PROFILE: Hicks' media savvy scores comms goals for DC United

Doug Hicks, VP of communications for Major League Soccer's DC United, kicks PR into high gear to boost the image of his team, the league, and 14-year-old phenom Freddy Adu. Coach Peter Nowak is working on his media relations skills.

Doug Hicks, VP of communications for Major League Soccer's DC United, kicks PR into high gear to boost the image of his team, the league, and 14-year-old phenom Freddy Adu. Coach Peter Nowak is working on his media relations skills.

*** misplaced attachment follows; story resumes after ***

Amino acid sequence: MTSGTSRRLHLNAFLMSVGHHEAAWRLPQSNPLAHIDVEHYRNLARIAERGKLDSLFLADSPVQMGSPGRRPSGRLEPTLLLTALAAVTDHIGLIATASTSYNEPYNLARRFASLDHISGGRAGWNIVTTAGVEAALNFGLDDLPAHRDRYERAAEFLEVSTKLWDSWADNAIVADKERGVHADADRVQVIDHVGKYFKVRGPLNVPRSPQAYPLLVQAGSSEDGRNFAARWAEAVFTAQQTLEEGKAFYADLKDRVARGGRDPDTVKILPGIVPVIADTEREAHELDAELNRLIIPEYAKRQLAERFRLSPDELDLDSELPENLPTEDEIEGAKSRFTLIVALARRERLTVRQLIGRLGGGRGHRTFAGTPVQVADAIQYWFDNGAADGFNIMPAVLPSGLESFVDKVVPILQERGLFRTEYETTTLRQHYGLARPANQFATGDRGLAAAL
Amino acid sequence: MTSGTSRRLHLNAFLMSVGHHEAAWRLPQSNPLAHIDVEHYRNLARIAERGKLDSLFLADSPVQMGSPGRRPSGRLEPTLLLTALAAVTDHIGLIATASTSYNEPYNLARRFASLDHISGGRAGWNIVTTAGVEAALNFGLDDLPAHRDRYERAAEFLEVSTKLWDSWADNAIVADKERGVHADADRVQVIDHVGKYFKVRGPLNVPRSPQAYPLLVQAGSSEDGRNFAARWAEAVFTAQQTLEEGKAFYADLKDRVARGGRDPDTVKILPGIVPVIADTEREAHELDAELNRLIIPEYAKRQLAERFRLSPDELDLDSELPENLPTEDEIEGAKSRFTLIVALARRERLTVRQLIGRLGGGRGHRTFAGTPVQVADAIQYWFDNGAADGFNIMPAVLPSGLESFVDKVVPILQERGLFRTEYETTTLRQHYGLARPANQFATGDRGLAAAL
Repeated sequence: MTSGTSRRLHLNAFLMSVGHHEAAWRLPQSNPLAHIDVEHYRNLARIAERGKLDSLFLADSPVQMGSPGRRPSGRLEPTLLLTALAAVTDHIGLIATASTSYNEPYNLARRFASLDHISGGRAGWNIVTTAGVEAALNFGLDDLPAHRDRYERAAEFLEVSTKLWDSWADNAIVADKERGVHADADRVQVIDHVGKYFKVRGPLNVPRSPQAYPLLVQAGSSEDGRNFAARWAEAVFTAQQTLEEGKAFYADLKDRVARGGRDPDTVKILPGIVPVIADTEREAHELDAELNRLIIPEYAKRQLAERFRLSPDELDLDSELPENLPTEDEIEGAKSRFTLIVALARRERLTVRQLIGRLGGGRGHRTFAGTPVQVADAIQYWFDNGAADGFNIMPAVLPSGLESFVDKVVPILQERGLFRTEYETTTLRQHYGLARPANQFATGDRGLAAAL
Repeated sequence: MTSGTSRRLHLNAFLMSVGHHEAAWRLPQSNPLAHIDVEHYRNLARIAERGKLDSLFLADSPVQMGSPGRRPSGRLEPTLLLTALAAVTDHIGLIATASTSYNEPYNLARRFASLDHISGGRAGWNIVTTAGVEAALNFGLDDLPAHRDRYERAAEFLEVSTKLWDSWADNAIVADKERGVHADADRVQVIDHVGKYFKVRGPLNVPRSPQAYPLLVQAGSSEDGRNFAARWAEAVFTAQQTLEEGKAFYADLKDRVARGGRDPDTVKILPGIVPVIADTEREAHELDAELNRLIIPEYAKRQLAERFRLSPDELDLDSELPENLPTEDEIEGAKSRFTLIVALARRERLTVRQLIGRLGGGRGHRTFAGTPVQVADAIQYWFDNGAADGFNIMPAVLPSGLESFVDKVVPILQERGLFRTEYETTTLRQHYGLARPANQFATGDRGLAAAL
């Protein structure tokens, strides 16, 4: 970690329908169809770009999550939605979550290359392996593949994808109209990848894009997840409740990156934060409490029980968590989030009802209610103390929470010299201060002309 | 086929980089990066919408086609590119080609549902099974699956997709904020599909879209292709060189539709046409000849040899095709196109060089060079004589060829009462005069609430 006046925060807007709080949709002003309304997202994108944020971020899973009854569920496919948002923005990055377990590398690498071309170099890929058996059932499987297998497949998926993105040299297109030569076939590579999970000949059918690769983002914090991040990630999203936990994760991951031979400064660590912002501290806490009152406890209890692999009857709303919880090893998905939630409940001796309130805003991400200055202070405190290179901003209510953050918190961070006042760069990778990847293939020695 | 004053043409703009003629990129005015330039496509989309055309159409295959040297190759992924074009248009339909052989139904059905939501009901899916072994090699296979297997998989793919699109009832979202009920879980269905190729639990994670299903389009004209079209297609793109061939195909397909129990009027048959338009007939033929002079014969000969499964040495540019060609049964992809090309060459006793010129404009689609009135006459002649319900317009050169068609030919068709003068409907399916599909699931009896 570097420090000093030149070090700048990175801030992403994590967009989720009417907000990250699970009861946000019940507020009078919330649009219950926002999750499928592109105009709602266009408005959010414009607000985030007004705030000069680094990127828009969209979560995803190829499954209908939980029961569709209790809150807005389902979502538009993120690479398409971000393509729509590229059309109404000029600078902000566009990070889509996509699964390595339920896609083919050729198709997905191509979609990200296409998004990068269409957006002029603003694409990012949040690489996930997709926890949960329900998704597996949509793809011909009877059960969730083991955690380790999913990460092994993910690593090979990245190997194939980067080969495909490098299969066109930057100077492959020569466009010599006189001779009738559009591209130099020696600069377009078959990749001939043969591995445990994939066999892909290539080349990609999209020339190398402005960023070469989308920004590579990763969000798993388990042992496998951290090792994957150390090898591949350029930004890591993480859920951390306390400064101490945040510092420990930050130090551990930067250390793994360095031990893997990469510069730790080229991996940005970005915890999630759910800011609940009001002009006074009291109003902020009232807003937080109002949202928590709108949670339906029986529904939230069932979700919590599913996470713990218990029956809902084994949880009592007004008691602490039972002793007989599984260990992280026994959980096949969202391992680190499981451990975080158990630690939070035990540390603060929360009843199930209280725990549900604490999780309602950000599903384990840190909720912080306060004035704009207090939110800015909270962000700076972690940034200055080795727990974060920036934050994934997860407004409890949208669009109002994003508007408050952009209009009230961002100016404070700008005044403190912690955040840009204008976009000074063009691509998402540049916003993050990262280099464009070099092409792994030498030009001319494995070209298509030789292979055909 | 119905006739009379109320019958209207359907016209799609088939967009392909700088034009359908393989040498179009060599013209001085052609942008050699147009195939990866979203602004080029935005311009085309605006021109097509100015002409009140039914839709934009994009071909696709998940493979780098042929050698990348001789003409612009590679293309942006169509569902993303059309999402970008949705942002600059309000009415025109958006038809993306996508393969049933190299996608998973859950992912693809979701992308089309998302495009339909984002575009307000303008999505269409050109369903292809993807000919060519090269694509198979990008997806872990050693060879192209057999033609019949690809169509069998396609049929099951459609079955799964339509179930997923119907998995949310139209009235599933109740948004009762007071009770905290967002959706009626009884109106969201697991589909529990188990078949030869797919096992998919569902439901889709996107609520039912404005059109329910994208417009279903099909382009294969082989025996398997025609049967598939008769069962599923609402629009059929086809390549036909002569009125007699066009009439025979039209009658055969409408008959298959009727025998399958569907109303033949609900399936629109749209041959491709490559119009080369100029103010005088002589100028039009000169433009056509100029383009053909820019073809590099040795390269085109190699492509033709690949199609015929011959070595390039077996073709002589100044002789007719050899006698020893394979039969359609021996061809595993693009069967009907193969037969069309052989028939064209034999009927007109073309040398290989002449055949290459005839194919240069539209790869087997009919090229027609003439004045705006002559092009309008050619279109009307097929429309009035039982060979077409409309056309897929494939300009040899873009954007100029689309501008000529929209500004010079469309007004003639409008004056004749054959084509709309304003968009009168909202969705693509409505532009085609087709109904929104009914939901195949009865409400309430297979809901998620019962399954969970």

"In the media room! In the media room," he's pleading with the small crowd of reporters across the field. "Let him go. Let Freddy go to the locker." In truth, because this is soccer, it's not a field, but a "pitch." And because this is US soccer, it's not a "small crowd" of reporters. It's a teeming horde. About two dozen reporters have braved a cold April rain to come catch a glimpse of the sports world's hottest new rookie, "Freddy" Adu (real name: Fredua, same as his younger brother, "Fro"). He's just finished up a mostly closed-door practice and is winding his way back to the locker room, but not before the horde's had its fill. Adu is the kind of sports prodigy that sportswriters, fans, and publicists dream about. He's 14, wildly gifted, and as photogenic as he is comfortable in front of a camera (some credit for which goes to the media training he received at IMG Academies, a Florida sports camp). For Doug Hicks, DC United's young VP of communications, Adu is a godsend - and a handful. Earlier, in the player's lounge, a conversation with Hicks is made nearly impossible by the constant buzzing of his cell phone. He darts from the room every few minutes on some urgent errand, once to corral an enterprising reporter wading into the supposedly closed practice. In between emergencies, the 33-year-old talks about the challenges of being the PR point man for a struggling new league's flagship team. Because of United's prominence in MLS (they won three of the first four titles), it's fallen upon Hicks to promote the sport as much as the team. Thanks to Adu, both jobs are getting easier. "We've always gotten plenty of attention from the sports pages, so we'd been focusing most of our pitches in years past on off-the-sports-page media," he says. "We'd have a good off-the-field story and we'd call [The Washington Post] Style section or we'd try to call The Washingtonian. We're in the fortunate situation now where we have a lot of that media calling us." "That media" includes 60 Minutes, The Wall Street Journal, USA Today, the International Herald Tribune - all before Adu ever played a single professional game. Now that he's out there, the list is growing. Hicks has an unprecedented swarm of journalists, some from as far away as Japan and Poland, wanting credentials for home games, and publicists from other teams are angling for Adu time when United comes to their cities. All of which is to say nothing of the usual sports reporters who want special access to the teenage phenom. Lucky for this Indiana native, his time on the Washington sports scene has earned him a lot of goodwill. "You can tell that Doug loves what he does," says Alex Parker, executive sports producer for the local ABC affiliate. "Obviously, Freddy has made his job more exciting and more difficult, but I can tell he's kind of pumped about it." "I think that he clearly gets it," offers Dave Johnson, play-by-play announcer for Washington's WTOP radio. "He has a good understanding of what writers' and broadcasters' needs are, and he does everything he can to make it easier for them to do their jobs. That's not something that every PR person has." Johnson has watched Hicks' career from the start, when he interned for the Washington Bullets (now the Wizards) and bartended at night. Hicks displayed a passion not just for the job but for the sport and, hence, rose quickly through the team's PR ranks, eventually ascending to the assistant director of PR post. From there things got complicated. Just inches from the top job with the Bullets, Hicks was suddenly offered a last-minute deal to take over PR for the Capitals, the hockey team that shared a front office with the Bullets. Most people in Hicks' position would have considered it a huge step up. "It wasn't that I didn't like hockey or want to do it," he recalls. "It's just that I've always been a basketball and soccer guy. I loved basketball. I was really enjoying being with the NBA." But he trusted his bosses, who promised they'd make things right if he wasn't happy after the first year. Turns out they didn't need to. But the ultimate for Hicks came in 2001, when United was looking for someone to help jump-start their flagging media operation. Johnson caught wind of the search and suggested Hicks. "He clearly had been in the market for a long time. [As such,] he would be able to jump right into that type of position," Johnson says. "Plus, he'd built up a great reputation with all the media contacts in town, so it would be an easy transition to a place like DC United, where you're trying to raise the profile." Hicks won the job and his first opportunity to blaze some trails. "It was exciting for me because I went to the NBA, and they did things a certain way," Hicks says. "And I took a lot with me to the NHL, but they also did things a certain way." Now, with the media knocking down his door, Hicks says he hopes to write the playbook for MLS. Later in the day, in the small media room where Hicks prepares reporters for appearances by Nowak and Adu, a voice with a thick French accent is heard laughing among the din: "Looks like we'll be a little busier this year." Had he heard her, Hicks would agree. Doug Hicks 2001-present DC United, VP of communications 1997-2000 Washington Capitals, PR director 1993-1997 Washington Bullets - various posts. Assistant PR director (1997); Assistant creative services director (1995); Assistant customer service director (1994); Marketing and PR intern (1993)